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In Defense of Agrammatism, Article Critique Example

Pages: 5

Words: 1400

Article Critique

All the articles reviewed and discussed in this paper observe the common topic of “agrammatism” and its role in researching individual cases of aphasia. Aggrammatism is considered to be a variety of expressive aphasia that implies the inability to speak in a grammatically right manner.

David Caplan (Montreal Neurological Institute), the author of “In defense of agrammatism” (1986), argues in his article that agrammatism can be approached in such a way that may cause it being a suitable type for aphasia examination, and that will eventually bring up a certain amount of remarkably exciting issues for study with regard to this particular type. In his research the author refers to Badecker’s and Caramazza’s study that “levied an attack upon the category of agrammatism as a coherent aphasic deficit”. He states that even though the mentioned authors may be right in some of their assumptions, that many accessible diagnostic categories of aphasiology are excessively wide and inadequately described in particular, their ideas exaggerate the essence of the phenomena, making too much of the case against more intently defined categories such as agrammatism.

Referring to Shallice’s method of determining aphasic deficits named the “method of multiple dissociations”, Caplan proposes to put the similar techniques to use with the symptom of agrammatism, and to resolve such questions brought up as “whether the primary dissociations are adequate to delineate a syndrome” and “whether the secondary variation negates the existence of this putative broad syndrome”.

Thoroughly researching Bedecker’s and Caramazza’s arguments about the essence of agrammatism, the author refuses to accept their rationales and conclusions. Caplan disproves their claims that the symptoms of agrammatism cannot be equally portrayed in each patient in terms of a single linguistic or psycholinguistic deficit owing to their diverse nature, that they are mechanistically connected to disorders impacting various vocabulary elements, and that they are identical to the paragrammatic phenomena. He claims that according to the authors’ theories they are supposed to support at least one of the following statement: first of all, there has to be some innovative linguistic and psycholinguistic theory which exposes the information concerning agrammatism and related conditions; secondly, the phenomena demonstrated by the authors are possible due to non-linguistic disorders that impact language functions; and finally, the atypical features they illustrate are most probably due to a diversity of principal deficits. Caplan assumes that the one Bedecker and Caramazza endorse is the last one. Yet he also argues that the hypothesis is far from being properly formulated and is not really proved to be true, while the authors do not make any particular advancement of the hypothesis, as well as they fail to attempt to give good reasons for its justification and to offer some clarification of agrammatism at all.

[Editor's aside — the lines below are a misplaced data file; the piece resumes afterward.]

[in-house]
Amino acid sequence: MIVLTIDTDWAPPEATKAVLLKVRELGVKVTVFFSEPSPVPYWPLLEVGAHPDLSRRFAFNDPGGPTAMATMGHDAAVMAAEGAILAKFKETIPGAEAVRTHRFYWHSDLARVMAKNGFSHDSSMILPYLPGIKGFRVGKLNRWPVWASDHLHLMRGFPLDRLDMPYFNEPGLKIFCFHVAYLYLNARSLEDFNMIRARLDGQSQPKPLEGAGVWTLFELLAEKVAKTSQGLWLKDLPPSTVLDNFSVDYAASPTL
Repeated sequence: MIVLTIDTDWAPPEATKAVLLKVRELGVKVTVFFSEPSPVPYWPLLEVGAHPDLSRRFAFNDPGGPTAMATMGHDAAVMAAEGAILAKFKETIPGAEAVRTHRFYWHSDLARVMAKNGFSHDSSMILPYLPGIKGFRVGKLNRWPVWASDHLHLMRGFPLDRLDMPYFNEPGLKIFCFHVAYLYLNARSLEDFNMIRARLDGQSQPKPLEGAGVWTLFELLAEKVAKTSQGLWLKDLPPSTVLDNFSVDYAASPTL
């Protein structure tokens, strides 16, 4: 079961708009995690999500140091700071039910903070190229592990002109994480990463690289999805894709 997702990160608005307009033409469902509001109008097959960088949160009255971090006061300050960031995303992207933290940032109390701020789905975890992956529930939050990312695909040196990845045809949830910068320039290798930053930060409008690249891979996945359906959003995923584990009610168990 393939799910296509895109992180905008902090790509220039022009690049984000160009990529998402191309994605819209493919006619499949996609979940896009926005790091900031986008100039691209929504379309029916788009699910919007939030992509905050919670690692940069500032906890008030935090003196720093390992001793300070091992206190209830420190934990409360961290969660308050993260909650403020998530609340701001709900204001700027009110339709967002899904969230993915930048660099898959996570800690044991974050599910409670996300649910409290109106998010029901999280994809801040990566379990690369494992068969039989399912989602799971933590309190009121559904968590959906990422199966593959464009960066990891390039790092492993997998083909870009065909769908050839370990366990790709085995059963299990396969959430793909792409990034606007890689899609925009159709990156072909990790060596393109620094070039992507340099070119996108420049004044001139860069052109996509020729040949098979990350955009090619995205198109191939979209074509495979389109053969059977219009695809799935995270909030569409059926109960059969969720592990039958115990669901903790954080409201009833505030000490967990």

Eventually, Caplan proposes that the most part of their study can be understood and validated as far as characterization of agrammatism is made on a formal linguistic basis and fastens this formal examination to other factors of linguistic theory and to psycholinguistic models of sentence production and states that “Badecker and Caramazza have thrown the baby out with the bathwater”.

“On considerations of method and theory governing the use of clinical categories in neurolinguistics and cognitive neuropsychology: The case against agrammatism” (1985) by William Badecker and Alfonso Caramazza (The Johns Hopkins University) examines the assumption proposing that while conducting research on the pervasive use of clinical categories of aphasia in neurolinguistic and cognitive neuropsychological the groups of patients embody normal language-processing system disturbances along hypothetically important lines. The category and position of the ‘agrammatism’ is taken in particular consideration by the authors. They propose that there are certain undeniably forceful causes for inquire about “coherence of agrammatism as a psychological entity”. The authors argue that in order to offset these objections, reasonable decisive factors of choosing a hypothetically important group of patients should take the place of clinical intuitions on which this aphasic category is founded. They as well state that achieving this target has to be performed so that theoretically motivated distinction is made between within and across category disparity.